A similar solution has been developed by AT&T but, unlike Big Red, it did not participate in the CBRS auction. As a result, it is instead taking advantage of the general authorized access tier (GAA) to support enterprise networks. It offers its Multi-Access Edge Computing (MEC) proposition as part of this solution, thereby minimising the volume of traffic that needs to traverse public networks and enhancing both response times and security.

Despite these developments, wireless operators are by no means the only show in town when it comes to building and managing private LTE and 5G networks. In fact, many enterprises may consider their data highly sensitive and seek to manage operations privately in such a way as to ensure that operators are not privy to their data flows.

As such, systems integrators and MVNO-type providers can play an important role here, especially those that boast experience in the deployment of virtualized core networks and device management systems. These providers may offer a Network-as-a-Service (NaaS) model, and examples include BayFu, m3connect, Mugler and siticom.

Beyond the enhanced security and privacy that systems integrators bring to private LTE and 5G, these players boast other advantages too. Through global wholesale connectivity agreements, they can enable better mobility and mapping between local and virtual private networks, which permits devices within the private network to be securely used across public mobile networks.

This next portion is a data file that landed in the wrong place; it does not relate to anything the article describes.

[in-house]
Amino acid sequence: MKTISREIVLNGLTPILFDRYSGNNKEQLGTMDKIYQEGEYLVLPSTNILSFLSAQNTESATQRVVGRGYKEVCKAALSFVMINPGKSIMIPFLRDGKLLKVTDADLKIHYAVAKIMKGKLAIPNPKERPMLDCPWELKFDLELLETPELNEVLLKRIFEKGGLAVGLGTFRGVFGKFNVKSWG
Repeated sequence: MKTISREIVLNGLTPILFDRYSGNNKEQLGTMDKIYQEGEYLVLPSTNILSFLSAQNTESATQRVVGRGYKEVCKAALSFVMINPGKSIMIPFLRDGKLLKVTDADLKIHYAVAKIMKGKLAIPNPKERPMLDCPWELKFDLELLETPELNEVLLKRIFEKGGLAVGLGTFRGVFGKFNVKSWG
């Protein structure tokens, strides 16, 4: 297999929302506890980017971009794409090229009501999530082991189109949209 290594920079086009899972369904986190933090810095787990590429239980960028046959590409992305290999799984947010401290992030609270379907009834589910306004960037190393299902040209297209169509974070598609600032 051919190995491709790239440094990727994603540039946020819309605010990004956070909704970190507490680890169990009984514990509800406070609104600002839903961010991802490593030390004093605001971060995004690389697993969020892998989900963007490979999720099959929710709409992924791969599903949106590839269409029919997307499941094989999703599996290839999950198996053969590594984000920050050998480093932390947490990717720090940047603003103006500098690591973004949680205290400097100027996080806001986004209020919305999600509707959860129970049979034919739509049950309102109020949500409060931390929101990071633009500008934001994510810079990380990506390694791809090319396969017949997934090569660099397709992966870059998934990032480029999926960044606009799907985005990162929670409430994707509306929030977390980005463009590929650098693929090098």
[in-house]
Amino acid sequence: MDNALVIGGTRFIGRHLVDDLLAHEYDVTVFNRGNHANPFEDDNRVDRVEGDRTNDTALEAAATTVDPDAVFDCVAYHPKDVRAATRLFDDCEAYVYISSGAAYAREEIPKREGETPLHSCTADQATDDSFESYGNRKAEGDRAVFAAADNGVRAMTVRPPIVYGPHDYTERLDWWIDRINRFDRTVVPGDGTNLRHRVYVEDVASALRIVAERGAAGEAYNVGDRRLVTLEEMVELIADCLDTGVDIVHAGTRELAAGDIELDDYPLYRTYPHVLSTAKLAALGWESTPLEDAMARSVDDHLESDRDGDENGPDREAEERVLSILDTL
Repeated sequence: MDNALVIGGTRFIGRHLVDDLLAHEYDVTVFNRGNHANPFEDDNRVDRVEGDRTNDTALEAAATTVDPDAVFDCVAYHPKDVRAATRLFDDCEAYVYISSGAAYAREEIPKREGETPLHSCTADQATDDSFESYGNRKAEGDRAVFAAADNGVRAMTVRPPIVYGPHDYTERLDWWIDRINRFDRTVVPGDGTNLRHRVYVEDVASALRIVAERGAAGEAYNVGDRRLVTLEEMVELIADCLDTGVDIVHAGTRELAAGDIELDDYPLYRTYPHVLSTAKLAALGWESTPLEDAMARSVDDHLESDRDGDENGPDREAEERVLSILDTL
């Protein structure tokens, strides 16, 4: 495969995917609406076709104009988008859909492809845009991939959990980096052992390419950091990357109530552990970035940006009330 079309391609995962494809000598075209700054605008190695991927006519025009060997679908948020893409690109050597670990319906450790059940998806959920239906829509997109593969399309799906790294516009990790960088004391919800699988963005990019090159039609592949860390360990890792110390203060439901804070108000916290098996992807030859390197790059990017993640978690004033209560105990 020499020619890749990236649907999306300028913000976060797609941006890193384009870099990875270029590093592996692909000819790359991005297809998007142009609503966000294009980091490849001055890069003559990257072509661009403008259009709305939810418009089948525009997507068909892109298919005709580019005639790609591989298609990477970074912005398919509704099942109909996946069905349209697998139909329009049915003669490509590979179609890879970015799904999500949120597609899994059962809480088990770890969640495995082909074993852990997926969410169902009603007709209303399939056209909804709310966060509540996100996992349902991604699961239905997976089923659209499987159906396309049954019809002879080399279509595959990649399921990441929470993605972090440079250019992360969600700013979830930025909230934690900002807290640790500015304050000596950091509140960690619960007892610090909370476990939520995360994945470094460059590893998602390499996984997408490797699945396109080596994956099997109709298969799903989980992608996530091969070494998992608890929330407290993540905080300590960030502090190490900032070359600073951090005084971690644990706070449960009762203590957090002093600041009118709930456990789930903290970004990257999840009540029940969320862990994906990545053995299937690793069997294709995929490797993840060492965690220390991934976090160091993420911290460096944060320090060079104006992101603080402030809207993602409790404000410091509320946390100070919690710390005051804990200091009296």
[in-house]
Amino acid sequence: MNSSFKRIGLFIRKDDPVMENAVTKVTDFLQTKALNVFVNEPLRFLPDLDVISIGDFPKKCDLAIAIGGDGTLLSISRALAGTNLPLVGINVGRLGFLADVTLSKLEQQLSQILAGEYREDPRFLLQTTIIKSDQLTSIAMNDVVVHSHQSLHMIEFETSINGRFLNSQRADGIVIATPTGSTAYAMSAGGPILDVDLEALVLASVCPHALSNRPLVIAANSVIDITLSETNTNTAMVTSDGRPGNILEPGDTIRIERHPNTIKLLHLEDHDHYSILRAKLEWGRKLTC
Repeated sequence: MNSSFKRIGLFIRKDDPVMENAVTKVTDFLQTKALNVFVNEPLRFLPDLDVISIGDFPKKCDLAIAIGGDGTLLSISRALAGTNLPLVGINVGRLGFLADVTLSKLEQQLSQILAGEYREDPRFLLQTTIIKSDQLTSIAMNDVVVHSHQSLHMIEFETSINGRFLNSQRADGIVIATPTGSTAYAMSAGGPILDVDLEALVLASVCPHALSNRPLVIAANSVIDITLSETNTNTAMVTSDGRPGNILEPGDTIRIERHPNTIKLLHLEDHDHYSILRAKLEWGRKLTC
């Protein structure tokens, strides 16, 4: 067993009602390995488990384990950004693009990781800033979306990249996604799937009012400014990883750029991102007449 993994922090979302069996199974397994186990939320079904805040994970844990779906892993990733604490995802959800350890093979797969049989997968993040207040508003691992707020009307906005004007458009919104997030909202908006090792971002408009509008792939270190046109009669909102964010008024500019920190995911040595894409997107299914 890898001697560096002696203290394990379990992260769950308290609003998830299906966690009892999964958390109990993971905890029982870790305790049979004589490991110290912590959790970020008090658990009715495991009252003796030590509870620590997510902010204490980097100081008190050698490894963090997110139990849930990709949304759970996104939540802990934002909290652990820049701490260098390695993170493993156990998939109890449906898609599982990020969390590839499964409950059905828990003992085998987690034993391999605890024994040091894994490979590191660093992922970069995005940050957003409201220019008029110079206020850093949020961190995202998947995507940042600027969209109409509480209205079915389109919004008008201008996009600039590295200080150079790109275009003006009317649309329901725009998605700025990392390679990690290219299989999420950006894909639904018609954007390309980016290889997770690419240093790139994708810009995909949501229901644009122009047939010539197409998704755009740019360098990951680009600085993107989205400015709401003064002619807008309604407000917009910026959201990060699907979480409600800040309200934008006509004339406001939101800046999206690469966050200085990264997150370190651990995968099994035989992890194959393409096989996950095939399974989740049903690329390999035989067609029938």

Examining Private LTE in the wild.
Rio Tinto, an Anglo-Australian mining conglomerate, was one of the first large enterprises to deploy a commercial private LTE network at scale. The solution covers more than a dozen mines and other related facilities in Australia, including transport hubs and railways, for the purpose of supporting safety and production critical systems.

The network leverages spectrum in the 1800MHz band under a special arrangement from the local regulator and, thanks to an LTE core, it supports push-to-talk, unified communications and VoLTE. Use cases that have been enabled include high-precision GPS, intelligent earthmoving, telemetry and in-pit CCTV monitoring services.

Education institutions too have been eyeing private LTE for campus-wide connectivity, and the coronavirus pandemic has only served to underline the significant digital divide among students accessing their lessons remotely.

In the United States, a growing number of school districts are leveraging public funds through the CARES Act to finance CBRS-based networks where large concentrations of underserved students reside.

Examples of such initiatives can be found in the Fontana Unified and Patterson Unified schools districts, where CBRS antennas provide a supplementary coverage and capacity layer atop existing fixed and wireless networks. The initial Patterson network is already live with traffic being routed back to the district central office through its firewall, and the Fontana rollout will cover more than 36,000 students with 400 radios.

A similar deployment was recently announced by the Murray School District in Utah, consisting of 44 sites to cover its 6,000 students. Thanks to the implementation of traffic filtering on the network, inappropriate content is blocked and education-related services such as Google Classroom, Microsoft Teams and Zoom are prioritised on school-issued Chromebook devices.

Conclusion: The Enterprise is Ripe for Private LTE.
The connectivity conundrum faced by enterprises big and small is real. As the number and complexity of devices grows at an exponential rate, there is a need for a new wireless solution that can combine enhanced coverage, capacity and mobility with breakthrough security and configurable QoS.

Private LTE ticks these boxes and many more, providing a scalable and highly interoperable platform that can be augmented with edge computing to cater to a wide array of low and high-priority use cases.